“We believe the Bank of Canada will raise interest rates high enough to contain inflation and control inflationary expectations, although the hikes will likely come at the cost of a recessionary environment next year,” he said. Mr. Wright.

RBC assesses the chances of a recession in Canada at 90%. At the other end of the spectrum, Bank of Nova Scotia chief economist Jean-Francois Perrault said the probability of a recession is between 25% and 30%.

Mr. Perrault considers robust consumer spending, supported by an accumulation of savings during the pandemic, and a desire to spend on things like restaurant meals and travel now that public health restrictions have been lifted, to suffice. to keep the economy out of recession next year.

“The strength of this pent-up demand likely explains some of the resilience of consumer spending in the face of a very sharp decline in consumer confidence, loss of purchasing power from higher inflation and, of course, at higher interest costs,” said Perrault. and Rene Lalonde, director of modeling and forecasting at Scotiabank, wrote in a note to clients this week.

“These significant headwinds for household spending will dampen the rate at which this pent-up demand is resolved, but we expect pent-up demand to prove to be the strongest driver of consumption through 2023.”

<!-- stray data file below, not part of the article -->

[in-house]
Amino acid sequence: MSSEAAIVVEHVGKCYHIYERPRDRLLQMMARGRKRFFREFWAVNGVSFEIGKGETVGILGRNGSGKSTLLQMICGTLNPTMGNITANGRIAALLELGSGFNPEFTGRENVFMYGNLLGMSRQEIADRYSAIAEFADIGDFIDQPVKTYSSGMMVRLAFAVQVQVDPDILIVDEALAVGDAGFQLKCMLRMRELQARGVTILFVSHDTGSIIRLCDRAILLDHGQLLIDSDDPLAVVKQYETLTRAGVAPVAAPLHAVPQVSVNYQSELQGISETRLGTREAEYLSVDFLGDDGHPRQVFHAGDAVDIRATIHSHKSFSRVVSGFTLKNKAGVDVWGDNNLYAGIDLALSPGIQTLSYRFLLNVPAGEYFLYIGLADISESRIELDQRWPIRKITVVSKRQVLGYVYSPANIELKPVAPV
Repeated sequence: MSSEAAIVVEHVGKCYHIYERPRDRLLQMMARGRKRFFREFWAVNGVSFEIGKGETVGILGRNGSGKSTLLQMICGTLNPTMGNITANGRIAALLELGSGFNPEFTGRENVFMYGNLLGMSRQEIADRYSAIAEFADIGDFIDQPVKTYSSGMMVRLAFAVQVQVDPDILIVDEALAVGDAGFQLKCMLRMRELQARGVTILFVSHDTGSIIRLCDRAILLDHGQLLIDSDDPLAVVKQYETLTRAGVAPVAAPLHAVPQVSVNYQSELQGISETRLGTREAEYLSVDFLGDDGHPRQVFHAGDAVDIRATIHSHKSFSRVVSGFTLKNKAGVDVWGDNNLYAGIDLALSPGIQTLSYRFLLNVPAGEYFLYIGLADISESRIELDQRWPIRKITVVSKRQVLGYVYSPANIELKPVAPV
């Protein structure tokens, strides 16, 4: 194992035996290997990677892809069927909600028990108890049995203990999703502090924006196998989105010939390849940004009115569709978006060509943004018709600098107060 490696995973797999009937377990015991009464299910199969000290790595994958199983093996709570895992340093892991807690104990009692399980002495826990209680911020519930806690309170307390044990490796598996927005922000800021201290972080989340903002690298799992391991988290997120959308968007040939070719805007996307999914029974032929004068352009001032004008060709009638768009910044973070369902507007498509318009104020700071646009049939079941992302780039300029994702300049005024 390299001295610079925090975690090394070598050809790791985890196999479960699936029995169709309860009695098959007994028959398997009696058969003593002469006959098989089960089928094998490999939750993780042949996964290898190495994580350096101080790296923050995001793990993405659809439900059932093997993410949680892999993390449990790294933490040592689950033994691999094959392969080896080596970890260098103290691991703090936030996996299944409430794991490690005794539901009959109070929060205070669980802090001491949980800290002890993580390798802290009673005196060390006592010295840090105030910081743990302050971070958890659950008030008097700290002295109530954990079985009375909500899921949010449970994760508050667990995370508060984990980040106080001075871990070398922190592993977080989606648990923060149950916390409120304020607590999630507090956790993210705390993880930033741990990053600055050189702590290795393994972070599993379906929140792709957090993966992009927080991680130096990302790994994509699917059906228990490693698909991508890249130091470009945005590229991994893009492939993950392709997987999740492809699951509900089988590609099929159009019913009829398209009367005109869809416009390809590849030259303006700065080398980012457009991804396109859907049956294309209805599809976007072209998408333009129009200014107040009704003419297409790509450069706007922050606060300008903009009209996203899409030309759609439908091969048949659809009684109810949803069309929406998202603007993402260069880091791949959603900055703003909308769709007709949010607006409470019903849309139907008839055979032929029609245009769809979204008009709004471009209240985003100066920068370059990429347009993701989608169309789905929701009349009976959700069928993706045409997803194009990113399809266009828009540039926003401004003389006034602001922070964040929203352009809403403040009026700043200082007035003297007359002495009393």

Craig Alexander, chief economist at Deloitte Canada, said a recession next year was not his baseline forecast. But he said businesses should prepare contingency plans for a recession and prepare for a downturn.

“We can debate whether there will be an economic crisis or a recession (it will be one of the two), but whatever happens, the management teams of companies and institutions must think about the levers they can act to meet economic challenges,” said Mr. Alexander.

“And it’s not just about cutting costs. The most effective strategies for dealing with turning points in the economic cycle are to look at new technologies, markets, alliances and to invest in talent,” he said.